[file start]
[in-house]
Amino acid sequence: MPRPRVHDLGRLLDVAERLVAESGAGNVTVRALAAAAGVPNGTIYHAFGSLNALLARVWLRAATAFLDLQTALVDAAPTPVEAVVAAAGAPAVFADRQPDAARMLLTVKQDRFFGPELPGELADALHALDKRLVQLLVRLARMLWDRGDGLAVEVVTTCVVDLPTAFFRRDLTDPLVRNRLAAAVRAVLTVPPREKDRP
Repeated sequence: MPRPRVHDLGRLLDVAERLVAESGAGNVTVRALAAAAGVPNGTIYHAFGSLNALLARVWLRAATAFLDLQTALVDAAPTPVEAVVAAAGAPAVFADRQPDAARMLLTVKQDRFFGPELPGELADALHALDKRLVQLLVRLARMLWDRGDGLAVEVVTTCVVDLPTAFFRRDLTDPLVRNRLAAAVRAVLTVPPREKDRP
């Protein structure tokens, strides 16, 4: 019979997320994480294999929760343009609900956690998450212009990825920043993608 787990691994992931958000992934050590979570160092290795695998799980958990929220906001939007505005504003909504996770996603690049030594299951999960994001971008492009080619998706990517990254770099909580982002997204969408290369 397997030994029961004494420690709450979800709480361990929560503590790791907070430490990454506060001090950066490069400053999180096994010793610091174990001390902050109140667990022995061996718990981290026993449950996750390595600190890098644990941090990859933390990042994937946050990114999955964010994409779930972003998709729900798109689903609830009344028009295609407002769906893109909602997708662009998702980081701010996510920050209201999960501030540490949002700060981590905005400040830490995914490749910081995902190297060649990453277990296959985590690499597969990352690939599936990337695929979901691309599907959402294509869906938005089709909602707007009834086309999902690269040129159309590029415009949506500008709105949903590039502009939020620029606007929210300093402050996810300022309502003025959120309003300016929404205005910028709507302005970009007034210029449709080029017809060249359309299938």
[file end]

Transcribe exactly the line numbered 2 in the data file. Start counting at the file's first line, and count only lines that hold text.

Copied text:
Amino acid sequence: MPRPRVHDLGRLLDVAERLVAESGAGNVTVRALAAAAGVPNGTIYHAFGSLNALLARVWLRAATAFLDLQTALVDAAPTPVEAVVAAAGAPAVFADRQPDAARMLLTVKQDRFFGPELPGELADALHALDKRLVQLLVRLARMLWDRGDGLAVEVVTTCVVDLPTAFFRRDLTDPLVRNRLAAAVRAVLTVPPREKDRP